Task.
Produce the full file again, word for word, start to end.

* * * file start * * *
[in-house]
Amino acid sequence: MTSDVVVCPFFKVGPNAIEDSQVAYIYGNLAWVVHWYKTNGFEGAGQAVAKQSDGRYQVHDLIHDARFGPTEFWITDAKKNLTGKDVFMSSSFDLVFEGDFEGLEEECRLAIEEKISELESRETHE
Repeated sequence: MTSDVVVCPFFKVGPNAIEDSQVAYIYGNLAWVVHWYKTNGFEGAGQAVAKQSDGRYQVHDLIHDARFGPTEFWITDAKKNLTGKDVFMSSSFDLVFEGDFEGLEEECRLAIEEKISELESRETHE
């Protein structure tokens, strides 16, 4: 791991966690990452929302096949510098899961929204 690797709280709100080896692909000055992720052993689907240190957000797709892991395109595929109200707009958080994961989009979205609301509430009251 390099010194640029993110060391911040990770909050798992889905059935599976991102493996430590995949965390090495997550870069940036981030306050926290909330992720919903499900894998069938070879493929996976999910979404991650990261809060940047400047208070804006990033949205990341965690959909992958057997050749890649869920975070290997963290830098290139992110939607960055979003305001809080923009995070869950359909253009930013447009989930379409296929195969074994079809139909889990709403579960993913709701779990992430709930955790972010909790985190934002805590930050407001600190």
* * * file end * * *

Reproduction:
[in-house]
Amino acid sequence: MTSDVVVCPFFKVGPNAIEDSQVAYIYGNLAWVVHWYKTNGFEGAGQAVAKQSDGRYQVHDLIHDARFGPTEFWITDAKKNLTGKDVFMSSSFDLVFEGDFEGLEEECRLAIEEKISELESRETHE
Repeated sequence: MTSDVVVCPFFKVGPNAIEDSQVAYIYGNLAWVVHWYKTNGFEGAGQAVAKQSDGRYQVHDLIHDARFGPTEFWITDAKKNLTGKDVFMSSSFDLVFEGDFEGLEEECRLAIEEKISELESRETHE
């Protein structure tokens, strides 16, 4: 791991966690990452929302096949510098899961929204 690797709280709100080896692909000055992720052993689907240190957000797709892991395109595929109200707009958080994961989009979205609301509430009251 390099010194640029993110060391911040990770909050798992889905059935599976991102493996430590995949965390090495997550870069940036981030306050926290909330992720919903499900894998069938070879493929996976999910979404991650990261809060940047400047208070804006990033949205990341965690959909992958057997050749890649869920975070290997963290830098290139992110939607960055979003305001809080923009995070869950359909253009930013447009989930379409296929195969074994079809139909889990709403579960993913709701779990992430709930955790972010909790985190934002805590930050407001600190």